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Gryphon sues Sakae over proceeds from property sale

Sushi chain says payment can be made only after other pending lawsuits are resolved

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NEW TWIST TO DISPUTE The company is embroiled in legal wrangling stemming from its involvement in the Bugis Cube commercial property venture. The latest lawsuit involves a sum of over S$90 million purportedly idling in the bank. - ST FILE PHOTO

Singapore

THE legal wrangling stemming from mainboard-listed sushi chain Sakae Holdings' involvement in the Bugis Cube commercial property venture has taken another turn, over more than S$90 million purportedly idling in the bank.

This time, Gryphon Real Estate Investment Corporation, essentially comprising about 90 investors, is suing Sakae and its executive chairman Douglas Foo for not paying out the property sales proceeds.

But Sakae's position is that the payment can only be made when pending lawsuits surrounding alleged financial irregularities at the special vehicle that invested in Bugis Cube, Griffin Real Estate Investment Holdings, are resolved.

Sakae announced the latest development on Wednesday.

According to court documents filed on Sept 8 and seen by The Business Times, Gryphon demands that part of the profits in the venture be distributed to investors as soon as possible.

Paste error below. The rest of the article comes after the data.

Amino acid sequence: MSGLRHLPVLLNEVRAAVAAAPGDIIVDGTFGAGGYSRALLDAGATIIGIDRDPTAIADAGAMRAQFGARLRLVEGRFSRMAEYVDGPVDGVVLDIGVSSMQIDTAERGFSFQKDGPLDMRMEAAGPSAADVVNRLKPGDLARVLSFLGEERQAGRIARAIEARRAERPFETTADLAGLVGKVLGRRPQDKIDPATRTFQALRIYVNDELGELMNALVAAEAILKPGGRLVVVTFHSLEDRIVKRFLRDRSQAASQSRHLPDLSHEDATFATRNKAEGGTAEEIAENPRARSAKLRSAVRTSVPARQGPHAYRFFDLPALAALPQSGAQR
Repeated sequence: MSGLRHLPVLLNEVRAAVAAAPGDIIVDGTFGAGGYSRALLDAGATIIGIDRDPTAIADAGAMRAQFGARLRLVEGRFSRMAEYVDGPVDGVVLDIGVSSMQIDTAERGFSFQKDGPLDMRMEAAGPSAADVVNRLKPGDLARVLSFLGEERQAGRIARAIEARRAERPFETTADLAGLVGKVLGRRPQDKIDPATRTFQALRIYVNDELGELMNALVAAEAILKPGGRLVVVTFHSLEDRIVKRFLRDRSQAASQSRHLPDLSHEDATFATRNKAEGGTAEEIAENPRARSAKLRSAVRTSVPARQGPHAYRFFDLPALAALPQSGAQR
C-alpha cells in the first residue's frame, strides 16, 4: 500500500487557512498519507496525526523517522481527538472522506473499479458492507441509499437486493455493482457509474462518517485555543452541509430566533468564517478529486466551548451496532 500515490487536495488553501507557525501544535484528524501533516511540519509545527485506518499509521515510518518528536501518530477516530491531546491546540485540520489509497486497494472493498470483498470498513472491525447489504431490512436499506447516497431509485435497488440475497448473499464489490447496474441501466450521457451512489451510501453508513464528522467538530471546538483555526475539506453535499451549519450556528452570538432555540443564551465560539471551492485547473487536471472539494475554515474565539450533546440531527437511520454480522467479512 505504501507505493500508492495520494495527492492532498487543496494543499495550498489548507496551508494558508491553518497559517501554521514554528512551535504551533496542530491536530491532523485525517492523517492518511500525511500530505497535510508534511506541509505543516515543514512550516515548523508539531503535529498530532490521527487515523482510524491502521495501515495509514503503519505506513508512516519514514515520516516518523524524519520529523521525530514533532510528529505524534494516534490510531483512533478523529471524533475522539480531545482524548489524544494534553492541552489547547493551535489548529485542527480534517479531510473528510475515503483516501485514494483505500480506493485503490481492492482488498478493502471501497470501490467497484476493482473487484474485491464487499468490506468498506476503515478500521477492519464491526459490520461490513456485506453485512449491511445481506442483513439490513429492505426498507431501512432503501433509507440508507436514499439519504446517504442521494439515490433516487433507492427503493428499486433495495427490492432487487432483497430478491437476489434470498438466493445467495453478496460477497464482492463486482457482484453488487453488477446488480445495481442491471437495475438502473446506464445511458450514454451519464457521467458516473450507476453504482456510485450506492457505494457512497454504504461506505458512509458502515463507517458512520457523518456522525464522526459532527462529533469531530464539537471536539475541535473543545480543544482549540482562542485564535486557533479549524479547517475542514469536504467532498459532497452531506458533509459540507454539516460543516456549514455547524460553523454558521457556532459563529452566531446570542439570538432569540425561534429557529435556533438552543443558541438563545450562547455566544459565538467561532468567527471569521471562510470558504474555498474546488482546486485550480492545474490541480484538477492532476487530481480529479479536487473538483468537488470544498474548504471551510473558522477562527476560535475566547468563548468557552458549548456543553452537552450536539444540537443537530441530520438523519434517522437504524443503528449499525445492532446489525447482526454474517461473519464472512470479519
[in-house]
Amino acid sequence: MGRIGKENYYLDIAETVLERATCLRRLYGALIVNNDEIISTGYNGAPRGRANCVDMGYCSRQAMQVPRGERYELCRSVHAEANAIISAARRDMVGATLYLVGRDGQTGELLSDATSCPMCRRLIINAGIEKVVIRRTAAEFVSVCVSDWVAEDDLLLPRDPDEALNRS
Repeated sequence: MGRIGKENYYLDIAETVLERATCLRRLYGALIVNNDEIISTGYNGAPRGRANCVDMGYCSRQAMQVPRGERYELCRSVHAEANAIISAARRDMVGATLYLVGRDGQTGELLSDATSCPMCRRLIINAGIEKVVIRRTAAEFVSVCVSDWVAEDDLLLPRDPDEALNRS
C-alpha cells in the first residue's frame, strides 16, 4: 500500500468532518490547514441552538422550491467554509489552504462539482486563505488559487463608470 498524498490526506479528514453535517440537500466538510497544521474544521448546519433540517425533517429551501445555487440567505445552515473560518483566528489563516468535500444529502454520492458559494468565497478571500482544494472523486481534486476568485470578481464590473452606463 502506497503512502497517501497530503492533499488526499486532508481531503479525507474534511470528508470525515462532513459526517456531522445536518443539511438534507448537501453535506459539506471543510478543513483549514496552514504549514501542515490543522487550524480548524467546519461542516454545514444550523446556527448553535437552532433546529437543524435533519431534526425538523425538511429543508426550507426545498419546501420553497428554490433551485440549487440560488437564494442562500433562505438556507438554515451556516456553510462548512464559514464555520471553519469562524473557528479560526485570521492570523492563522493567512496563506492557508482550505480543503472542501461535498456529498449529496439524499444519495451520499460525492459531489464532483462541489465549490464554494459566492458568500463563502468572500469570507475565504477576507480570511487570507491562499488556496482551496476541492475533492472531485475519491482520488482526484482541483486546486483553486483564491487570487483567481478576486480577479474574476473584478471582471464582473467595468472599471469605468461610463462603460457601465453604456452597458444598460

Gryphon also alleges that legal action by Mr Foo and Sakae against Gryphon director Ho Yew Kong and former director Andy Ong resulted in delays in Bugis Cube renovations.

This allegedly led to liquidated damages of S$941,408.37 that Sakae and Mr Foo are liable for. Mr Foo is also allegedly liable for another late Goods and Services Tax (GST) penalty of S$169,478.10.

The Business Times understands that Sakae is in the process of filing a response.

Griffin is supposedly owned thus: by Gryphon (45.35 per cent), ERC Holdings (29.96 per cent) and Sakae (24.69 per cent).

For Sakae, the dispute centres around whether ERC, controlled by former Sakae director Andy Ong, is a valid shareholder of Griffin. ERC became a shareholder in mid-2012 due to a purported share option agreement.

Last January, Sakae raised the alarm over alleged financial irregularities at Griffin. They involved substantial payments to firms majority-owned or controlled by Mr Ong not disclosed to Sakae.

A legal spat intensified in the course of the year. There are currently a few lawsuits pending between both parties.

The dividend payment issue came about in a meeting between the feuding shareholders of Griffin last December.

Gryphon and ERC proposed that a portion of the profits be distributed to investors. Sakae refused. According to the plaintiffs in the latest suit, Mr Foo said this was because Griffin's accounts for the 2011 financial year were not finalised, and he was unsure who Gryphon shareholders were because of the disputed share option agreement that led to the current shareholding structure.

In another meeting between the three parties in July, Gryphon and ERC again failed to get Sakae to agree to distribute the profits.

They said interim dividends could be held by Gryphon on trust in case ERC was deemed not to be a shareholder of Griffin.

They alleged that if no dividends were paid before the previous two suits were resolved, this would be "highly prejudicial" to Gryphon's interests since their shareholding in Griffin was allegedly not in dispute.

Sakae closed at 66 Singapore cents yesterday, up a cent.